There are according to the R-PIN many monitoring activities related to land use and forestry in Nicaragua. These activities
are being improved and news results are expected to December 2008. The R-PIN indicate some limitations and constrains
of the current systems.


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                                                                            FCPF R-PIN External Review Form
For REDD monitoring some methodological modifications will be necessary, but the R-PIN is not specific. More specific
discussion would have been very helpful.

Comments on the original version of the R-PIN noted: The country has no forest inventory and the first such exercise is
now been in the last stages of being completed. The System of Environmental Information monitors some land use
changes with emphasis on those that take place by the use of fire. Monitoring forest use is limited to some localities as
there is no system wide mechanism, technical capacity or funding to carry out more precise resource assessments.

10. Additional benefits of potential REDD strategy, and how to monitor them: biodiversity and rural livelihood?

It is apparent that a REDD strategy would produce various social and environmental associated benefits, but the R-PIN
does not present a satisfactory statement on how these would materialize or how important they may be. REDD potential
impacts on indigenous peoples and forest dependent peoples could and should be examined in the proposal. Linking
REDD potential benefits and biodiversity as well as poverty alleviation should be explored in more detail.

11. What assistance is country likely to request from FCPF Readiness Mechanism?
Given the weakness of government institutions in general, it is reasonable that the country is likely to request assistance
with all the stages of the REDD value chain from the establishment of a baseline to designing a REDD strategy to a
monitoring system. This is what the R-PIN suggests but it does it in very general terms only. Of particular interest would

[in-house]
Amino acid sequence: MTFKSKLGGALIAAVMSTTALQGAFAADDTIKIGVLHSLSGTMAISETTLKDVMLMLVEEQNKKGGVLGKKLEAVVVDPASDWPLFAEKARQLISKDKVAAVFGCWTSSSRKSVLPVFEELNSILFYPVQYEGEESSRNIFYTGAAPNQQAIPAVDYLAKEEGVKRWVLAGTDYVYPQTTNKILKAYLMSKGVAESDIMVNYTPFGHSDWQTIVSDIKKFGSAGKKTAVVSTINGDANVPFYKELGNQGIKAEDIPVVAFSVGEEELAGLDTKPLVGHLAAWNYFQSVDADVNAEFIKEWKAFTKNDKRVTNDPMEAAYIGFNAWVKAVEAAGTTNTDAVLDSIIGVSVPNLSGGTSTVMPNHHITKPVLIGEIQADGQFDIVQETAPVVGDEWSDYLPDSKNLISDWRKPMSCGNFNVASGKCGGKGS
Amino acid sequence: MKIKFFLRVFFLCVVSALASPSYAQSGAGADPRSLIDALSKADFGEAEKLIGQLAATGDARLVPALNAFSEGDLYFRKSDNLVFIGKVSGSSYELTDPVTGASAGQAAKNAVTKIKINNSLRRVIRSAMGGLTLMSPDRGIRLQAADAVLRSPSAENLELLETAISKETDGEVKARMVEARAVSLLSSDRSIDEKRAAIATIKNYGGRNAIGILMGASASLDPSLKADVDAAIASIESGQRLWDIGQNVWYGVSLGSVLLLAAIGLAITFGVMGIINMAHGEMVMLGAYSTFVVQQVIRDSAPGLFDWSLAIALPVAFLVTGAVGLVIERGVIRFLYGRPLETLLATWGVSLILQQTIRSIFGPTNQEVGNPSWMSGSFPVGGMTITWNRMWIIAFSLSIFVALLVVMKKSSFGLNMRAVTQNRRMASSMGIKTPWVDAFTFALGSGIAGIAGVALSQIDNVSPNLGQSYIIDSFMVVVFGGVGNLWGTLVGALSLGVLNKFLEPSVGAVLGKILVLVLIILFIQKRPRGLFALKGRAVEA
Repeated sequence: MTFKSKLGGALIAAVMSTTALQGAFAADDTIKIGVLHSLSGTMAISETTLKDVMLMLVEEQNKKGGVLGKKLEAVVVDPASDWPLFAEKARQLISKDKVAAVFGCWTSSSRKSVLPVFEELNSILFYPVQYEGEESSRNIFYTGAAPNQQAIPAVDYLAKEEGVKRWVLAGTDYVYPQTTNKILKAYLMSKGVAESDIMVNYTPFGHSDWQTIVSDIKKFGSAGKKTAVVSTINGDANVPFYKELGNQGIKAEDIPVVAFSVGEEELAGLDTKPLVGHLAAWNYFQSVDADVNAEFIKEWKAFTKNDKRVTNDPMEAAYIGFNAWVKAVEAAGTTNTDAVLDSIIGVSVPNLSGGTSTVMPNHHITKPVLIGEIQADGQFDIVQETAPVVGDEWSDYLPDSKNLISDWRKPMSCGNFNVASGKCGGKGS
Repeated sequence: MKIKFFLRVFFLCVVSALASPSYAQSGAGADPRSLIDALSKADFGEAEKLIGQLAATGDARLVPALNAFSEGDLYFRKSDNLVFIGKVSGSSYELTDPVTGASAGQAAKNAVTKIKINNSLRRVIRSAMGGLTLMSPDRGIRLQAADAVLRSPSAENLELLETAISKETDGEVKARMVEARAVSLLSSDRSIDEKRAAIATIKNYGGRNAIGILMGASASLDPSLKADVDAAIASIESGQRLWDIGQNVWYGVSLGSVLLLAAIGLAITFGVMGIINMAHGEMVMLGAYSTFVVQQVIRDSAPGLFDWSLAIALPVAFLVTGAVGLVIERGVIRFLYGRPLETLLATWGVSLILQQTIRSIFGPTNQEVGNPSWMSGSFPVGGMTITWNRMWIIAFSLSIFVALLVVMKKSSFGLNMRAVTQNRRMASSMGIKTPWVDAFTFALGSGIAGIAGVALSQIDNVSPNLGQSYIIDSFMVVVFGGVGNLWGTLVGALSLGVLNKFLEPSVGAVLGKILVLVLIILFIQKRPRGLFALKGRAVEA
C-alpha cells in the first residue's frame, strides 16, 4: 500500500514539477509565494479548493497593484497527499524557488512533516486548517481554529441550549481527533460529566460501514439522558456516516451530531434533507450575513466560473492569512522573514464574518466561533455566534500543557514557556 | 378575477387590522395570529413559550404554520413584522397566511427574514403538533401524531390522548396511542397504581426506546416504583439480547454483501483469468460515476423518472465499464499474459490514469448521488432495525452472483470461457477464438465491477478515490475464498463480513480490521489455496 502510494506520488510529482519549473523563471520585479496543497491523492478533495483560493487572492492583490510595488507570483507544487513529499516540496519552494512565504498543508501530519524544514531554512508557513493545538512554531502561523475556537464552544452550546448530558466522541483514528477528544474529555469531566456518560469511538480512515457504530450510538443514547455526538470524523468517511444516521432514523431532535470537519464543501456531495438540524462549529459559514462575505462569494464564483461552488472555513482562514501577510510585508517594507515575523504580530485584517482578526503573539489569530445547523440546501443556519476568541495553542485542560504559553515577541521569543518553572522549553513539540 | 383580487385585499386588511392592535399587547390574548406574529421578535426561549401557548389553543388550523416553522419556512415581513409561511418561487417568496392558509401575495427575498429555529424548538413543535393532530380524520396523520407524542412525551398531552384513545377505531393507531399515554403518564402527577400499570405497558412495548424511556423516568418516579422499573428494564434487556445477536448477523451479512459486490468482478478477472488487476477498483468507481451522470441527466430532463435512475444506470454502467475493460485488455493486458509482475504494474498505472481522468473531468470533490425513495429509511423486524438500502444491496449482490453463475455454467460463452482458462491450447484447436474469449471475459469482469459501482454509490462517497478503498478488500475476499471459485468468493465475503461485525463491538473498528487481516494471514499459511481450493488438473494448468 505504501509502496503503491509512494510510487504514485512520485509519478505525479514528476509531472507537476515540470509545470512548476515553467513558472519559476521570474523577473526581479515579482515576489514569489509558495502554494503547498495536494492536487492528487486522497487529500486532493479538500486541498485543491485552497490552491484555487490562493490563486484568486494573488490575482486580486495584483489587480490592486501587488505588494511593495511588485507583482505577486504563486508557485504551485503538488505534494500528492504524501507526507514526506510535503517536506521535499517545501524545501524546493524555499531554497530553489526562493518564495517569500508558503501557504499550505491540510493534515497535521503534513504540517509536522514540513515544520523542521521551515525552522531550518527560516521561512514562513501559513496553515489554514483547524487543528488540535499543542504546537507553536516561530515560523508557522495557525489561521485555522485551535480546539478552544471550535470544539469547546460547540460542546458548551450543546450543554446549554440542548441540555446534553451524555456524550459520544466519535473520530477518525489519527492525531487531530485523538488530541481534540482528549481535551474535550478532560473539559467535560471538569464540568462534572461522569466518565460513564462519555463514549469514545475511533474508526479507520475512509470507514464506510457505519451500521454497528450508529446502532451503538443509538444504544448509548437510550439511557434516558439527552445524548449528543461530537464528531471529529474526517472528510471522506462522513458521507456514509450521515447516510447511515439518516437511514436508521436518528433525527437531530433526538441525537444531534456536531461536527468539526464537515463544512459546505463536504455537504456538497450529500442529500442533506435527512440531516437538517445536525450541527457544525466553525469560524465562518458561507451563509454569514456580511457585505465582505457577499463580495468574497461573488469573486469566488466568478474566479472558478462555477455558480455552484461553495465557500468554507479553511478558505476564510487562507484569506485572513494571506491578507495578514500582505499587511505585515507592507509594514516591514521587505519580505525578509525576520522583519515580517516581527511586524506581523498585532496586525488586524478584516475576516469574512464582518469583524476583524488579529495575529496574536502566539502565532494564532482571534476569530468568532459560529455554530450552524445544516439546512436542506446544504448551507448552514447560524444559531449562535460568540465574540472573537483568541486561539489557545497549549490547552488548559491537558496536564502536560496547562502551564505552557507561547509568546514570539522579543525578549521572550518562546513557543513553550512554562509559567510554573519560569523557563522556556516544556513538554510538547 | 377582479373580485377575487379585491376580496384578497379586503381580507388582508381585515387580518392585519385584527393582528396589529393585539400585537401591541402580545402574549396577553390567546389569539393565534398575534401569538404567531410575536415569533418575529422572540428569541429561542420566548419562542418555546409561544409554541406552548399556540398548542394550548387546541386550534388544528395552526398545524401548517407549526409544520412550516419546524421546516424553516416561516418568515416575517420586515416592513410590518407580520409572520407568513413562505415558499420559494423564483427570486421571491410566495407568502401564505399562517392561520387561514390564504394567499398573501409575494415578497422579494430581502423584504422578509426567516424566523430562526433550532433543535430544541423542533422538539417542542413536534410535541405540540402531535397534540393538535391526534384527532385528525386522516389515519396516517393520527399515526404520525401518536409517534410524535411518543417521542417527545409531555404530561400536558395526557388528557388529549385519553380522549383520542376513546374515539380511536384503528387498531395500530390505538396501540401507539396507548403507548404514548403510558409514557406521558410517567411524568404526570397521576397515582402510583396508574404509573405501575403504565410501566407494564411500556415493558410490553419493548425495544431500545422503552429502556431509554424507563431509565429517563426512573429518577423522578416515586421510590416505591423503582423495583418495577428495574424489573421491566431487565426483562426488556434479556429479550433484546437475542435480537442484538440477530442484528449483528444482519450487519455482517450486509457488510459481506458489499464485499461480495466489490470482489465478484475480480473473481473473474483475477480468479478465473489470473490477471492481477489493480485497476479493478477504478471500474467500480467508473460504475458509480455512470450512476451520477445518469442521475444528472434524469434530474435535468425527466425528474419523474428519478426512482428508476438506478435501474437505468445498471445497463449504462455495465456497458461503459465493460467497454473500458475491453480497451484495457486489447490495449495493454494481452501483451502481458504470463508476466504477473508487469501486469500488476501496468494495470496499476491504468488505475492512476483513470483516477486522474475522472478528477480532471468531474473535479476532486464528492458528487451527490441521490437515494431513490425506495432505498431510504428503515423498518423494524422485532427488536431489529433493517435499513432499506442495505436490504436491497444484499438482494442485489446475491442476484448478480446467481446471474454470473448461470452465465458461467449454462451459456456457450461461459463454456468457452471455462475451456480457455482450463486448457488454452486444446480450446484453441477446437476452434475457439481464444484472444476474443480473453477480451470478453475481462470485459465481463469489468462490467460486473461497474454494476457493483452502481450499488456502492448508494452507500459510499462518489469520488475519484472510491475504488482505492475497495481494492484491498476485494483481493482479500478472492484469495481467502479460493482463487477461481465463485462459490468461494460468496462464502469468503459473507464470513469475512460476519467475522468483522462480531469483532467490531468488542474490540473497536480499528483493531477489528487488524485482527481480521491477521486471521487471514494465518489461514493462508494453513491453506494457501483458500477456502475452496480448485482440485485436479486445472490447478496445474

be to know how the country perceives its structures for managing a REDD system once it is in operation, covering aspects
as the institutional channels that will be used to fairly and efficiently distribute funds to REDD actors without an excessive
administrative cost and leakage.

These section was one of the few where additional information was presented, but still is too vague. Various studies that
would be necessary to develop a REDD strategy are listed. The R-PIN will be benefited if a more precise description of the
necessary studies were provided.

12. Donors and international partners already cooperating with country on REDD.

There are no donors or international partners presently cooperating specific on REDD in Nicaragua. It´s worth to mention
that there are many activities and programs in place that could have synergies with the FCPF support.

13. Country’s Potential Next Steps and Schedule:

A more complete list of activities were presented. More detail information on the list will help to understand what kind of
support from FCPF will be required. In special it will be important to indicate in the list, witch activities already have any
kind of support.

The time frame for developing the activities appears to be quite optimistic.
The review of the original R-PIN noted: The country sees the next steps as the creation of a pilot project, that takes into
account present strengths, institutional capacity and available information, the search of a national consensus on the
matter the preparation of communication campaign and securing financing for a design of a preparatory plan. These steps
are quite logical.

14. Attachments and their usefulness:

Several annexes with important information were presented:

       LUUCF GHG Inventory
       Forestry Governance platform
       Forestry Inventory Methodology
       Carbon stock estimative
       Forestry Inventory
       Agricultural frontier
       Draft of the forestry situation.
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    FCPF R-PIN External Review Form